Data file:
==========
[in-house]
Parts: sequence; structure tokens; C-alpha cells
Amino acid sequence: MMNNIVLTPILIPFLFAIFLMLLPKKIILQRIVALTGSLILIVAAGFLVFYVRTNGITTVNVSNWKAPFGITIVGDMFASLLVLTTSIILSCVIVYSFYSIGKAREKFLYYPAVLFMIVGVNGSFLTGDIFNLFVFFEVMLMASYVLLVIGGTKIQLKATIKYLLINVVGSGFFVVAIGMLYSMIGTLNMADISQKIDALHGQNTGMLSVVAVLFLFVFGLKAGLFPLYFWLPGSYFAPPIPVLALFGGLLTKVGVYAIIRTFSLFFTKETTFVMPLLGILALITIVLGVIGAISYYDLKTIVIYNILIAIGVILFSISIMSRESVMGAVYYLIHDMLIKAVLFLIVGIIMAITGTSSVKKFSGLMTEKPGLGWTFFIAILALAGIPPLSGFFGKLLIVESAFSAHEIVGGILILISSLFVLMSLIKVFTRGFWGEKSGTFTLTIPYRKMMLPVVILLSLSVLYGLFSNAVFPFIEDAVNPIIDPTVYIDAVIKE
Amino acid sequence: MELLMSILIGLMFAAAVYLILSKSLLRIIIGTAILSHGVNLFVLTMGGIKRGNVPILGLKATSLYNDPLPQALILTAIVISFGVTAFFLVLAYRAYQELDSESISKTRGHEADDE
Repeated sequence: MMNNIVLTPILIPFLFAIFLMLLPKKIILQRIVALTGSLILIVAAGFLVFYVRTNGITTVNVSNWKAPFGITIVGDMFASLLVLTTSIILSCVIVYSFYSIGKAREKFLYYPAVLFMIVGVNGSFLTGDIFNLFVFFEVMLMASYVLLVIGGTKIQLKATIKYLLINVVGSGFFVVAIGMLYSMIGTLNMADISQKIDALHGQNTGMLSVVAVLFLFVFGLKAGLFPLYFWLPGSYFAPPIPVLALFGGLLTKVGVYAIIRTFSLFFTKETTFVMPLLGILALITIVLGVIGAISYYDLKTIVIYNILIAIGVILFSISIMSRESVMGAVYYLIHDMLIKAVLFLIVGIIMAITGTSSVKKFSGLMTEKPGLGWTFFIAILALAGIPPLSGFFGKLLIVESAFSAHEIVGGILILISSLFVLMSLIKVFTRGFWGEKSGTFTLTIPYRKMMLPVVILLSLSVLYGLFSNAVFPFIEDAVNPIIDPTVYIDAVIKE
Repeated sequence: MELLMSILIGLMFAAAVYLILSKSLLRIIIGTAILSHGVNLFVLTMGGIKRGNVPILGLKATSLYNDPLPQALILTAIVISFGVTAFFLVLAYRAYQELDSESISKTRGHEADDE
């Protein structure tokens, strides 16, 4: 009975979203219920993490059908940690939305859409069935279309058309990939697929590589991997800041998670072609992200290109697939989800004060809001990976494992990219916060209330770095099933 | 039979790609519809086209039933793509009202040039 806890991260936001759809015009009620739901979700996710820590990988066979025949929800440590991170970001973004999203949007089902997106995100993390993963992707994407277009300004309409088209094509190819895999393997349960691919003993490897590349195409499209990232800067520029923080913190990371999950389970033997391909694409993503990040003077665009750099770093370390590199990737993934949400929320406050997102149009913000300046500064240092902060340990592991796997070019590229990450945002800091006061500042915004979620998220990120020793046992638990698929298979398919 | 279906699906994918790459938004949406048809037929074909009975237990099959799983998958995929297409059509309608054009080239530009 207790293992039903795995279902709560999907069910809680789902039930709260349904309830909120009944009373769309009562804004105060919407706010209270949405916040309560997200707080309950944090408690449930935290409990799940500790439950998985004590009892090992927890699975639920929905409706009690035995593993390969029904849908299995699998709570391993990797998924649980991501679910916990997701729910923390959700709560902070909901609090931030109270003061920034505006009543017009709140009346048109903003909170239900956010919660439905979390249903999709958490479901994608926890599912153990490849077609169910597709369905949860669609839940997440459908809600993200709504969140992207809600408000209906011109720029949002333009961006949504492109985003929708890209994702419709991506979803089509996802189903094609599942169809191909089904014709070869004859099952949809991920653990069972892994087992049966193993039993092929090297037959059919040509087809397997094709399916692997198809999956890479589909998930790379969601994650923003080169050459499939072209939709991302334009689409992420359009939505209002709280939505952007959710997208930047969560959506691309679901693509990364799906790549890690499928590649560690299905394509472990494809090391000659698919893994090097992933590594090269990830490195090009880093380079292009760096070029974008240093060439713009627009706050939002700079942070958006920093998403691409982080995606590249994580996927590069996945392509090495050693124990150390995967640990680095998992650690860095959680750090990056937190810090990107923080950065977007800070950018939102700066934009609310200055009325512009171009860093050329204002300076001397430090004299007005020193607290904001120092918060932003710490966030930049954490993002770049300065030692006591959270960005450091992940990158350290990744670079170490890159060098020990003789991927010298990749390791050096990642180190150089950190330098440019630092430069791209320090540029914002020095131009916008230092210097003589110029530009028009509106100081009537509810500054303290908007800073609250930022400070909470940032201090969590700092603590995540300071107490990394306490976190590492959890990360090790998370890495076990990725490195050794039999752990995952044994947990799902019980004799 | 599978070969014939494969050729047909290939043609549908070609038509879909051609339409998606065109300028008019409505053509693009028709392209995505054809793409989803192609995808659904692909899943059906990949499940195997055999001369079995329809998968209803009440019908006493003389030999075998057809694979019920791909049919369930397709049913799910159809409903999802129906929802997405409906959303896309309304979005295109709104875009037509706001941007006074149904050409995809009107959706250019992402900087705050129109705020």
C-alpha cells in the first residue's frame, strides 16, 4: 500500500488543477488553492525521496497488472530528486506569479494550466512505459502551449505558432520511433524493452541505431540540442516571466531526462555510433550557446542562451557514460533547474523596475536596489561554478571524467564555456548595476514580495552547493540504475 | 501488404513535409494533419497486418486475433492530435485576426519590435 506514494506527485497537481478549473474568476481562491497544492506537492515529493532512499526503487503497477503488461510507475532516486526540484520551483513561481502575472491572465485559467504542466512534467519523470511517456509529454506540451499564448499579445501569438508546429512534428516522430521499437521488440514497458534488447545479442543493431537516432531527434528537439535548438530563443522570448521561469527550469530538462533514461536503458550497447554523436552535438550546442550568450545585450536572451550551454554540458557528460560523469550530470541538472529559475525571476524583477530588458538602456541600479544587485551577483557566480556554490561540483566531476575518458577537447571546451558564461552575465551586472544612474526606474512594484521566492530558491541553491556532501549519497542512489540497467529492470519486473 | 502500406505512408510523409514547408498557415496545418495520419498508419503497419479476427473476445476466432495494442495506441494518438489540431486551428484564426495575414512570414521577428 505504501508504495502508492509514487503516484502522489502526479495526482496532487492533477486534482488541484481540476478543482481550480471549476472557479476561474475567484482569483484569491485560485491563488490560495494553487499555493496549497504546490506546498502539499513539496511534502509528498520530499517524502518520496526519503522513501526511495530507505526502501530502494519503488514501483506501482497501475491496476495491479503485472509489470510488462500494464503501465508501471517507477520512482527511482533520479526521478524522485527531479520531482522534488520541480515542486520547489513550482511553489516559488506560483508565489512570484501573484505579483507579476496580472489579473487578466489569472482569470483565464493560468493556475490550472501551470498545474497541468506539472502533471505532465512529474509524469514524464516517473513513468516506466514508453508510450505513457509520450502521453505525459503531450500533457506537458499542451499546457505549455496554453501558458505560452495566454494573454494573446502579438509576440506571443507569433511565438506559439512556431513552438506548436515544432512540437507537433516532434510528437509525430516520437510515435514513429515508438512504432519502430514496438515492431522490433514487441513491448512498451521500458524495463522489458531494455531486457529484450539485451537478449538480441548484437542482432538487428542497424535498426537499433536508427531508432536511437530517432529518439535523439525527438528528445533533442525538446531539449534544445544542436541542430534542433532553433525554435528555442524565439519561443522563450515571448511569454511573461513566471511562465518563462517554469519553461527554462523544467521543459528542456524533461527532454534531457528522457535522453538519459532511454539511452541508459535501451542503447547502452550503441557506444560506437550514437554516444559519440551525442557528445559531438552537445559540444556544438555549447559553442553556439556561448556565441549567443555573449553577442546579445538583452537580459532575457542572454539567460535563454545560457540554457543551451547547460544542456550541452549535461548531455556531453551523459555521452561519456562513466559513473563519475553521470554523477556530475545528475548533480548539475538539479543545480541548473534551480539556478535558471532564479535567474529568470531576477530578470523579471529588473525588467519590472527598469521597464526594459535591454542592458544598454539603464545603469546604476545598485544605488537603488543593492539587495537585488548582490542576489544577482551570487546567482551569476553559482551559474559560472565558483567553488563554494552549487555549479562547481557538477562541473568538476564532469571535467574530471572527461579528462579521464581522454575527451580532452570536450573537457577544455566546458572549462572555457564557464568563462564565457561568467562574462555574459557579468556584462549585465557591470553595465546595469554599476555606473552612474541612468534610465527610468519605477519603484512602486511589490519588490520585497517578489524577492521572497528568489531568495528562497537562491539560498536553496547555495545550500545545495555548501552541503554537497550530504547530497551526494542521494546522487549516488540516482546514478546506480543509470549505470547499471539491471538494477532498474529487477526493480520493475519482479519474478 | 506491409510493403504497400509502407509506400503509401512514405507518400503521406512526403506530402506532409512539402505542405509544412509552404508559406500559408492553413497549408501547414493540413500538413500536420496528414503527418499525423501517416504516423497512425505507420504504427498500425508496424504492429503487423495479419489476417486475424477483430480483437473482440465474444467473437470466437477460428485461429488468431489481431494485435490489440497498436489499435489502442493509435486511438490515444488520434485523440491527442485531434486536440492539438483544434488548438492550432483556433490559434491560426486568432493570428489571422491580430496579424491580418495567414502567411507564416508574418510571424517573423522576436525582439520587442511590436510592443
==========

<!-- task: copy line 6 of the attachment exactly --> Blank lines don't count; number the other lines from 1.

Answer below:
Repeated sequence: MELLMSILIGLMFAAAVYLILSKSLLRIIIGTAILSHGVNLFVLTMGGIKRGNVPILGLKATSLYNDPLPQALILTAIVISFGVTAFFLVLAYRAYQELDSESISKTRGHEADDE